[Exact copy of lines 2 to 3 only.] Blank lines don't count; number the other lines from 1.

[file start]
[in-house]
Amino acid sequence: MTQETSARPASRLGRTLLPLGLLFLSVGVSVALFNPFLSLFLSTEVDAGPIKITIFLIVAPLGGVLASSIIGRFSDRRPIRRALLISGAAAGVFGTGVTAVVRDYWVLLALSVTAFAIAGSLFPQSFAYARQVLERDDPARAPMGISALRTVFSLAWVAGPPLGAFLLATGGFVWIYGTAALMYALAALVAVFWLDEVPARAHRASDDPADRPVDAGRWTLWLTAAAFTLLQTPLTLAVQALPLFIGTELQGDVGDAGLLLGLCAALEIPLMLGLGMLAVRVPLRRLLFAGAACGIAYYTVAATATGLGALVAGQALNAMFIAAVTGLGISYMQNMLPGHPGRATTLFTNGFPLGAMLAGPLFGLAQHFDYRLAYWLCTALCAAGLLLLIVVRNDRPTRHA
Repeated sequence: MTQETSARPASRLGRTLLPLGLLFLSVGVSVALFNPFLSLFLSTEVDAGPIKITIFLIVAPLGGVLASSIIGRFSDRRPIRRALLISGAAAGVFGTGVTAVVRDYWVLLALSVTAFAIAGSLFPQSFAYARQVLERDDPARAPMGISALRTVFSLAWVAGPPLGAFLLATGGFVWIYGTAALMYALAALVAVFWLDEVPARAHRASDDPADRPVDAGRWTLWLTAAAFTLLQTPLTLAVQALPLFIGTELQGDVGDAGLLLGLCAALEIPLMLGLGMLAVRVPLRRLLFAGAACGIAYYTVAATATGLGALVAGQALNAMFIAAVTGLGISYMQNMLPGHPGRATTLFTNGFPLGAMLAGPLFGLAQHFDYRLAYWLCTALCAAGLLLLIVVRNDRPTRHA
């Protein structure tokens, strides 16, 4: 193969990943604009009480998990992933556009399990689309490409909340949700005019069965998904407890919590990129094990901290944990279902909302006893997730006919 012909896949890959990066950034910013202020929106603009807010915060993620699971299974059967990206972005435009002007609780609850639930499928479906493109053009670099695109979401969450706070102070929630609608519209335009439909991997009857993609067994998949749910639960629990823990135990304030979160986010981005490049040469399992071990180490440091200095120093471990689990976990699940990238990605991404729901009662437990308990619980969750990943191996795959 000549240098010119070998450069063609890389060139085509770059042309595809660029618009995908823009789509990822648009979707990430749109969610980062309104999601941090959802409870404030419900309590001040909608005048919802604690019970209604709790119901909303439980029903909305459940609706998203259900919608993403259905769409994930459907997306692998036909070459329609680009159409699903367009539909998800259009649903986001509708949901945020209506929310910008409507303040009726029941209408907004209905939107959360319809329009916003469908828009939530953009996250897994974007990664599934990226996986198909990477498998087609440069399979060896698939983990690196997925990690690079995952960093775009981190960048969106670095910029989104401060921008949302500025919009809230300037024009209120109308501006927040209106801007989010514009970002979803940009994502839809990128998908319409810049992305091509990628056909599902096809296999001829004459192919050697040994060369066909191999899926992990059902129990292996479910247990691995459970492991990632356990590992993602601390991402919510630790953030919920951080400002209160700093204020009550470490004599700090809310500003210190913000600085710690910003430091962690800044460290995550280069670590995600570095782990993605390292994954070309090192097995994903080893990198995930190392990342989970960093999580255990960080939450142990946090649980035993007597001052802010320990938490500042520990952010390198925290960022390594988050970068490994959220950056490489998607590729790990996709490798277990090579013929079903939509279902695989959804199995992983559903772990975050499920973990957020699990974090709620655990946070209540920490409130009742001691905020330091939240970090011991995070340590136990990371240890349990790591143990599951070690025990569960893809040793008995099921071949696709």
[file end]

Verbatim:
Amino acid sequence: MTQETSARPASRLGRTLLPLGLLFLSVGVSVALFNPFLSLFLSTEVDAGPIKITIFLIVAPLGGVLASSIIGRFSDRRPIRRALLISGAAAGVFGTGVTAVVRDYWVLLALSVTAFAIAGSLFPQSFAYARQVLERDDPARAPMGISALRTVFSLAWVAGPPLGAFLLATGGFVWIYGTAALMYALAALVAVFWLDEVPARAHRASDDPADRPVDAGRWTLWLTAAAFTLLQTPLTLAVQALPLFIGTELQGDVGDAGLLLGLCAALEIPLMLGLGMLAVRVPLRRLLFAGAACGIAYYTVAATATGLGALVAGQALNAMFIAAVTGLGISYMQNMLPGHPGRATTLFTNGFPLGAMLAGPLFGLAQHFDYRLAYWLCTALCAAGLLLLIVVRNDRPTRHA
Repeated sequence: MTQETSARPASRLGRTLLPLGLLFLSVGVSVALFNPFLSLFLSTEVDAGPIKITIFLIVAPLGGVLASSIIGRFSDRRPIRRALLISGAAAGVFGTGVTAVVRDYWVLLALSVTAFAIAGSLFPQSFAYARQVLERDDPARAPMGISALRTVFSLAWVAGPPLGAFLLATGGFVWIYGTAALMYALAALVAVFWLDEVPARAHRASDDPADRPVDAGRWTLWLTAAAFTLLQTPLTLAVQALPLFIGTELQGDVGDAGLLLGLCAALEIPLMLGLGMLAVRVPLRRLLFAGAACGIAYYTVAATATGLGALVAGQALNAMFIAAVTGLGISYMQNMLPGHPGRATTLFTNGFPLGAMLAGPLFGLAQHFDYRLAYWLCTALCAAGLLLLIVVRNDRPTRHA